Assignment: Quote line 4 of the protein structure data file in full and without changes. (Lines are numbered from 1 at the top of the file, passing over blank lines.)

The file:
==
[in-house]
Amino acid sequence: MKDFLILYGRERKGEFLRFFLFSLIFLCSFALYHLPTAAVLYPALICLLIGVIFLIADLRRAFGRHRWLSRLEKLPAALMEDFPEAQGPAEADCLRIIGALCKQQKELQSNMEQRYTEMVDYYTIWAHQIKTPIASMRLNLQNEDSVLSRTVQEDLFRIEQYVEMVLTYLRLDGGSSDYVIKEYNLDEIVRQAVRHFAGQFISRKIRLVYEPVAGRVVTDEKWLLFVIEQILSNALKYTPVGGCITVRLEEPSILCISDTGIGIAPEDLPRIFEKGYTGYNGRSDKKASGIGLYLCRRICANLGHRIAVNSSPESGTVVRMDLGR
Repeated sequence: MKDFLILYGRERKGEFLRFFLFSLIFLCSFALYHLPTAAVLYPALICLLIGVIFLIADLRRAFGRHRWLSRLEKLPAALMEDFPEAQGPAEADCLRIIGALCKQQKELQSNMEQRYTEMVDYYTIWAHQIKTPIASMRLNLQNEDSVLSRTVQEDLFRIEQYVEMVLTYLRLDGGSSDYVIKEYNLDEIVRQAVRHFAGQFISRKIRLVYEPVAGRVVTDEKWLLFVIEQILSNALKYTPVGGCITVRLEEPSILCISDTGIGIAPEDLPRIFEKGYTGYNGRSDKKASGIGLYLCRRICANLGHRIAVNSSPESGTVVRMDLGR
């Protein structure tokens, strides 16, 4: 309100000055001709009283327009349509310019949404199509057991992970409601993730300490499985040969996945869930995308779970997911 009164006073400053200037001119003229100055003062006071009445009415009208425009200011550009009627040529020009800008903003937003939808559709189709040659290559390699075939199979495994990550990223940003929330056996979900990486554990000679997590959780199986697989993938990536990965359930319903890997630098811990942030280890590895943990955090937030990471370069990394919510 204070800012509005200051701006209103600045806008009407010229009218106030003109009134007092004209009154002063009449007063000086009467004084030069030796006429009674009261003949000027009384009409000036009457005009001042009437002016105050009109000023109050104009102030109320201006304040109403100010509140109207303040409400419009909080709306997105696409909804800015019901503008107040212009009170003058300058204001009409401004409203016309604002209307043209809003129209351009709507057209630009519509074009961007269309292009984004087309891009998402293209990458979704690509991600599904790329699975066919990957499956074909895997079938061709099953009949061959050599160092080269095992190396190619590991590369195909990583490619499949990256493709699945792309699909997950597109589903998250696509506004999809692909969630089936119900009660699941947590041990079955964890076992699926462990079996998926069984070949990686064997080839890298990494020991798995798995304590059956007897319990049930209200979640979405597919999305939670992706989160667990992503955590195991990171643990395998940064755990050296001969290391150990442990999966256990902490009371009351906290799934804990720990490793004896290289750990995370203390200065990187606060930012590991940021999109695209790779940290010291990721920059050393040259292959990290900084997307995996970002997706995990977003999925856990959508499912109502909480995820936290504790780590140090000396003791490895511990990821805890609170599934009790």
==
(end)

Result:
């Protein structure tokens, strides 16, 4: 309100000055001709009283327009349509310019949404199509057991992970409601993730300490499985040969996945869930995308779970997911 009164006073400053200037001119003229100055003062006071009445009415009208425009200011550009009627040529020009800008903003937003939808559709189709040659290559390699075939199979495994990550990223940003929330056996979900990486554990000679997590959780199986697989993938990536990965359930319903890997630098811990942030280890590895943990955090937030990471370069990394919510 204070800012509005200051701006209103600045806008009407010229009218106030003109009134007092004209009154002063009449007063000086009467004084030069030796006429009674009261003949000027009384009409000036009457005009001042009437002016105050009109000023109050104009102030109320201006304040109403100010509140109207303040409400419009909080709306997105696409909804800015019901503008107040212009009170003058300058204001009409401004409203016309604002209307043209809003129209351009709507057209630009519509074009961007269309292009984004087309891009998402293209990458979704690509991600599904790329699975066919990957499956074909895997079938061709099953009949061959050599160092080269095992190396190619590991590369195909990583490619499949990256493709699945792309699909997950597109589903998250696509506004999809692909969630089936119900009660699941947590041990079955964890076992699926462990079996998926069984070949990686064997080839890298990494020991798995798995304590059956007897319990049930209200979640979405597919999305939670992706989160667990992503955590195991990171643990395998940064755990050296001969290391150990442990999966256990902490009371009351906290799934804990720990490793004896290289750990995370203390200065990187606060930012590991940021999109695209790779940290010291990721920059050393040259292959990290900084997307995996970002997706995990977003999925856990959508499912109502909480995820936290504790780590140090000396003791490895511990990821805890609170599934009790």